“The Scottish Government has a legal duty to reduce air pollution, and these results show that they can no longer hide. The fig leaf has been removed and it’s obvious that the Scottish Government and Glasgow City Council need to redouble efforts to improve air quality.

“Glasgow City Council has shown it is unwilling to take this health crisis seriously, because it has continued to kick the prospect of Low Emission Zones for the city into the long grass.”

The results for 2014 – results are shown for two key pollutants, Nitrogen Dioxide and Particulate Matter.

Nitrogen Dioxide (NO2)

Number of sites failing European NO2 legal limit in 2014: 13

Results presented as follows: Rank, Street name, city, Nitrogen Dioxide Annual Average in 2014 (figures in μg/m3), Nitrogen Dioxide Average in 2013, is 2014 an increase or decrease on 2013 levels?

1, Hope Street, Glasgow, 65, 65, same
2, St John’s Road, Edinburgh, 60, 57, increase
3, Seagate, Dundee, 55, 58, decrease
4, Wellington Road, Aberdeen, 48, 52, decrease
5, Lochee Road, Dundee, 47, 50, decrease
6, Union Street, Aberdeen, 46, 49, decrease
7, Queensferry Road, Edinburgh, 46, 45, increase
8, Atholl Street, Perth, 45, 49, decrease
9, Whitehall Street, Dundee, 43, 41, increase
10, West Bridge Street, Falkirk, 42, 39, increase
11, Market Street, Aberdeen, 41, 43, decrease
12, Main Street, Rutherglen, 41, 37, increase
13, Meadowside, Dundee, 40, 49, decrease

Sites where air pollution from NO2 appears to be worsening are Edinburgh’s St John’s Road (increase of 3 microgrammes per cubic metre), Edinburgh’s Queensferry Road (increase of 1), Dundee’s Whitehall Street (increase of 2), Falkirk’s West Bridge Street (increase of 3), Rutherglen’s Main Street (increase of 4).

Where improvements have been seen, they have been too slow: the Scottish standard and European legal limit for Nitrogen Dioxide is 40 microgrammes per cubic metre (μg/m3 ) so all of these sites fail the standard. Scotland was supposed to meet the European legal limit on NO2 by 1 January 2010, with an extension of up to 2015 at the very latest, and the Scottish standard by 31 December 2005.

Particulate Matter (PM10)

Number of sites failing Scottish Standard for PM10 in 2014: 19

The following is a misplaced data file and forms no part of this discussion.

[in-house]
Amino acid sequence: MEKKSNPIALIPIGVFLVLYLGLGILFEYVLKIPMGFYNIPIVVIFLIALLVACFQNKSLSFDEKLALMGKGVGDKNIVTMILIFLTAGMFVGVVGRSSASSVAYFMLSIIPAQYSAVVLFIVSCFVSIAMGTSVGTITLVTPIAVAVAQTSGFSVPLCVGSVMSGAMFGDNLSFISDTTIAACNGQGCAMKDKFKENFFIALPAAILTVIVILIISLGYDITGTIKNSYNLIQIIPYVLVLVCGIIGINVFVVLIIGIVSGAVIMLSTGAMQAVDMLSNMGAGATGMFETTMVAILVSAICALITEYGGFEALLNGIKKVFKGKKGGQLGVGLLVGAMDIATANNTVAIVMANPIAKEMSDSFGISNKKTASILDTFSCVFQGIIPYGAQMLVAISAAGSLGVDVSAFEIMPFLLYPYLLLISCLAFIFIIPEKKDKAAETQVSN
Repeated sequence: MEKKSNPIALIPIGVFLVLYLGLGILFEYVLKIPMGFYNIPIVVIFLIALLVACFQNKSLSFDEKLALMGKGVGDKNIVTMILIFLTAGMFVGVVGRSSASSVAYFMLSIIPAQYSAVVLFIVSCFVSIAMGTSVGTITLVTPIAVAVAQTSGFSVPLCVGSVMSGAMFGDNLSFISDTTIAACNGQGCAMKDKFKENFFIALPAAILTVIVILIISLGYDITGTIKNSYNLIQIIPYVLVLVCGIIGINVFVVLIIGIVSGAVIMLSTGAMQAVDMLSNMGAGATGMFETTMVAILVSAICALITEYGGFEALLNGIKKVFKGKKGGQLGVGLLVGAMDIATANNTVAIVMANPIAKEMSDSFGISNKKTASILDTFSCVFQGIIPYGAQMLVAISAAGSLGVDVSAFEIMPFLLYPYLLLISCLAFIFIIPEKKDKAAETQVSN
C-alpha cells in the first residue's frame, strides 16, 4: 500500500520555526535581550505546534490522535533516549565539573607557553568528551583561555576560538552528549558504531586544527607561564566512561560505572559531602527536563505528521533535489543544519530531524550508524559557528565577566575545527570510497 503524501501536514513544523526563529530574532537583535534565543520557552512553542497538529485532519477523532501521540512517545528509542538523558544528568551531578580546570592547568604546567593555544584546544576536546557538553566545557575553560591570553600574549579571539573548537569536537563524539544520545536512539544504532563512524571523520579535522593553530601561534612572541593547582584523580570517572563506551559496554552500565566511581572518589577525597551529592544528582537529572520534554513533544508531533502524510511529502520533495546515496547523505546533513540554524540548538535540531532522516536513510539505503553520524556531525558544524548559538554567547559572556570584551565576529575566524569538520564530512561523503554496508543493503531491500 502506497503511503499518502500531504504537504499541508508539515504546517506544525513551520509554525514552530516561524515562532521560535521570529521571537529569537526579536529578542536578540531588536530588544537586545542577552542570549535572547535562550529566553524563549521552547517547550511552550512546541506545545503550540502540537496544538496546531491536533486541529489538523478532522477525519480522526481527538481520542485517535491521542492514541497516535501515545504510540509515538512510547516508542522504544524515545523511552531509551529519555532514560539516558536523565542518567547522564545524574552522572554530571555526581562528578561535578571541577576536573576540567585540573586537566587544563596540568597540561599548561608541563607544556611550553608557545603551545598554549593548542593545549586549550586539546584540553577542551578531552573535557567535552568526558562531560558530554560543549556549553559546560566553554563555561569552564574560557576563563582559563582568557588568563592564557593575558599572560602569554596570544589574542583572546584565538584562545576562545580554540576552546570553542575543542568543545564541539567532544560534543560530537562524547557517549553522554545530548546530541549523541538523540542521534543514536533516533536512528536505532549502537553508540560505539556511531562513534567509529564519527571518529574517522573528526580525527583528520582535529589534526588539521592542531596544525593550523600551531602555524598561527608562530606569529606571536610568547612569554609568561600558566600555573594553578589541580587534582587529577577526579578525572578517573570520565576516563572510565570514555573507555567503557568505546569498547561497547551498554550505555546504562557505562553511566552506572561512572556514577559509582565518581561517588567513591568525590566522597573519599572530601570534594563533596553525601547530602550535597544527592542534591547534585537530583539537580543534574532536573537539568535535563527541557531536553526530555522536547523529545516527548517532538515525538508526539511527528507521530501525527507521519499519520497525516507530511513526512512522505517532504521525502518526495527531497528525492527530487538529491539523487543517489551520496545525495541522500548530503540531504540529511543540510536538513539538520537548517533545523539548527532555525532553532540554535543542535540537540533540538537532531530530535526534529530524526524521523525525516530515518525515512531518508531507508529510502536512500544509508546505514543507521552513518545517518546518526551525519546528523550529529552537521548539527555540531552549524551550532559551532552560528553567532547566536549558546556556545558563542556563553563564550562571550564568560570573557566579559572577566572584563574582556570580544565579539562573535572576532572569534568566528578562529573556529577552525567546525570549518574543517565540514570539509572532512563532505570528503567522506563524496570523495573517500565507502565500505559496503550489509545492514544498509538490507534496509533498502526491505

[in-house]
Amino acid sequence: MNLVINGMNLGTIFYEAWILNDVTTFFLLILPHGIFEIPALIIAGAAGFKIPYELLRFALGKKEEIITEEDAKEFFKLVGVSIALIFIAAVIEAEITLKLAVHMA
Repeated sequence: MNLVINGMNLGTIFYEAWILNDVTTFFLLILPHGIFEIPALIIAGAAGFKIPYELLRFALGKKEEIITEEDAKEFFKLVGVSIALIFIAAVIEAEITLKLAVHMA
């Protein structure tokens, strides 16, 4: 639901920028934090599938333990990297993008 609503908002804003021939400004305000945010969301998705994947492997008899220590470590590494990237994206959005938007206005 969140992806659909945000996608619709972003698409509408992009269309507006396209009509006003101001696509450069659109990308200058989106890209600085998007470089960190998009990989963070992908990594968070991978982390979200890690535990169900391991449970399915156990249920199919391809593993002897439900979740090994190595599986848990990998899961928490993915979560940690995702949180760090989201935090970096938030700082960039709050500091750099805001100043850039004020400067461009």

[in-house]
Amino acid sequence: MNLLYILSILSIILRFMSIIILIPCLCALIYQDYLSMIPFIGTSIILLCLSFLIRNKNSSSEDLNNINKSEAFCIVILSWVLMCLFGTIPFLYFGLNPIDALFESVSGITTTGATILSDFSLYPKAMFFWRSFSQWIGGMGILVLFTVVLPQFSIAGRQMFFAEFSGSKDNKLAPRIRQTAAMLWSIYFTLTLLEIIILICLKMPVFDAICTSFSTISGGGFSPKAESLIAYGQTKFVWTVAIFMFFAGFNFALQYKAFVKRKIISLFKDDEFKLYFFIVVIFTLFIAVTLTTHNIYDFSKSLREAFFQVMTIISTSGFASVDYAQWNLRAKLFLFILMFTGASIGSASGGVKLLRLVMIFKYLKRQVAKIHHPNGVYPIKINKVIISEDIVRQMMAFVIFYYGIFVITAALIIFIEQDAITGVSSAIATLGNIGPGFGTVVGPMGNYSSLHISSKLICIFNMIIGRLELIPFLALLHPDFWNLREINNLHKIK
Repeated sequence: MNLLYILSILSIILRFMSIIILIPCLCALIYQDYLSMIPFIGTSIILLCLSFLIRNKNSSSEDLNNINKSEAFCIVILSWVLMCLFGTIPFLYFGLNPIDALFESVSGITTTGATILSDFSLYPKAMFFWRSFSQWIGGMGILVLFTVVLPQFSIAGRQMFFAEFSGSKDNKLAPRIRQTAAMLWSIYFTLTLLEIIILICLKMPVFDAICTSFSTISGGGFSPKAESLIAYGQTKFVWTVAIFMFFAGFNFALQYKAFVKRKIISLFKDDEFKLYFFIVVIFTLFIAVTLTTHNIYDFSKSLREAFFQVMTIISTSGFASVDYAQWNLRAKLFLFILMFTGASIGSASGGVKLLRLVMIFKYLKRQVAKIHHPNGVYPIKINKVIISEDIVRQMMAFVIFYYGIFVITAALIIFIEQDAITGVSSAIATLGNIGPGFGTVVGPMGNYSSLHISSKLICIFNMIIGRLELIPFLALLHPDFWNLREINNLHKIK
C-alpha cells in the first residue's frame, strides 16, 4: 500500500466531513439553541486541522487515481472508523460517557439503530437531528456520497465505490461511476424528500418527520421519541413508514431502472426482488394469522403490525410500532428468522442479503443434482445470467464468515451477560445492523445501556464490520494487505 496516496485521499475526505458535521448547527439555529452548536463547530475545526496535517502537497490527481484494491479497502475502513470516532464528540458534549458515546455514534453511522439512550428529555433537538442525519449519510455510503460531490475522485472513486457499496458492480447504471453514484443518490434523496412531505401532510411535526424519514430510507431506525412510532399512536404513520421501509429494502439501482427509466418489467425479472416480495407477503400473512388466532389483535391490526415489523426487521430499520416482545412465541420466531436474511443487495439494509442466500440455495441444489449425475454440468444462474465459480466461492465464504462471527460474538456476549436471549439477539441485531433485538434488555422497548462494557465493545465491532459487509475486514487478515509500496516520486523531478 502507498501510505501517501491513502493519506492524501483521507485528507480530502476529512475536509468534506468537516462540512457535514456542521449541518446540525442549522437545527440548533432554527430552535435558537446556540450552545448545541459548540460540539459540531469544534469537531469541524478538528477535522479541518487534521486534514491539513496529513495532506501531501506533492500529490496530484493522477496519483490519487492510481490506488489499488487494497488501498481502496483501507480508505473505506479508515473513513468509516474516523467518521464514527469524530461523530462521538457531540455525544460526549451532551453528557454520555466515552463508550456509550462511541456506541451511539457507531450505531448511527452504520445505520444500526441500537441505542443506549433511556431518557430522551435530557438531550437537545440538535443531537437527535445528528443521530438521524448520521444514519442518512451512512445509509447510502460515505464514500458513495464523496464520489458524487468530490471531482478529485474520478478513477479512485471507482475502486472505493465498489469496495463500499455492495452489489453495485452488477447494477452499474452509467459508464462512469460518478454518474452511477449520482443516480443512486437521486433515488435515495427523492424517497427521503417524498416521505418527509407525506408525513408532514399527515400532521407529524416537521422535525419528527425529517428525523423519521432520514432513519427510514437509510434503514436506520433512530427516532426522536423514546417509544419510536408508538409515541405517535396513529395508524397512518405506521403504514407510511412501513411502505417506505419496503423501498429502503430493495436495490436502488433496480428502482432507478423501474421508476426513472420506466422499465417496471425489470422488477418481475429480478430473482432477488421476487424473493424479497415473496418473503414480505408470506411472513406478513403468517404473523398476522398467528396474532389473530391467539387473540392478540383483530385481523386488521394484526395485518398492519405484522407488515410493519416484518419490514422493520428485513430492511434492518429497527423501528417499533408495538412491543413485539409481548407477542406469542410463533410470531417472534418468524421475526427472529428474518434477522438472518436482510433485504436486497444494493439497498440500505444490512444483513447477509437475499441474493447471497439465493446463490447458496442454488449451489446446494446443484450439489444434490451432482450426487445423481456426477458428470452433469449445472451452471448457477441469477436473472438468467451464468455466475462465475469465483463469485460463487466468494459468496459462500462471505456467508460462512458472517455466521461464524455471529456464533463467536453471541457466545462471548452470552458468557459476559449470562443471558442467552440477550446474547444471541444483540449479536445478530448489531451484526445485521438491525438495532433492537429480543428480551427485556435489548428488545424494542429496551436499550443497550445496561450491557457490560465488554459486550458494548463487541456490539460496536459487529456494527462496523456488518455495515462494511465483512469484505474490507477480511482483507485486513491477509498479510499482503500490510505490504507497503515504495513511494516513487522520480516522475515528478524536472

Results presented as follows: Rank, Street name, city/town, PM10 Annual Average in 2014, PM10 Annual Average in 2013, is 2014 an increase or decrease on 2013 levels?

1, Market Street, Aberdeen, 35, 35, same
2, Wellington Road, Aberdeen, 23, 22, increase
3, Main Street (A904), Newton, 22, 19, increase
4, Salamander Street, Edinburgh, 22, 22, same
5, Hope Street, Glasgow, 22, 23, decrease
6, Atholl Street, Perth, 22, 22, same
7, Main Street, Chapelhall, 21, 17, increase
8, King Street, Aberdeen, 20, 19, increase
9, High Street, Crieff, 20, 20, same
10, St Marnock Street, Kilmarnock, 19, no data, n/a
11, Dumbarton Road, Glasgow, 19, 19, same
12, Main Street, Rutherglen, 19, 19, same
13, West Bridge Street, Falkirk, 19, 19, same
14, Queensferry Road, Edinburgh, 19, 19, same
15, Union Street, Aberdeen, 18, 20, decrease
16, Lochee Road, Dundee, 18, 18, same
17, East Hamilton Street (A8), Greenock, 18, 14, increase
18, High Street, Linlithgow, 18, no data, n/a
19, Whirlies Roundabout, East Kilbride, 18, 14, increase

The Scottish standard for PM10 is 18 microgrammes per cubic metre (μg/m3 ) so all of these sites fail the standard. Scotland was supposed to meet the Scottish standard by 31 December 2010.

Sites where air pollution appears to be worsening are Aberdeen’s Wellington Road (increase of 1), Newton in West Lothian (increase of 3), Chapelhall’s Main Street (increase of 4), the A8 in Greenock (increase of 4), and Whirlies Roundabout in East Kilbride (increase of 4).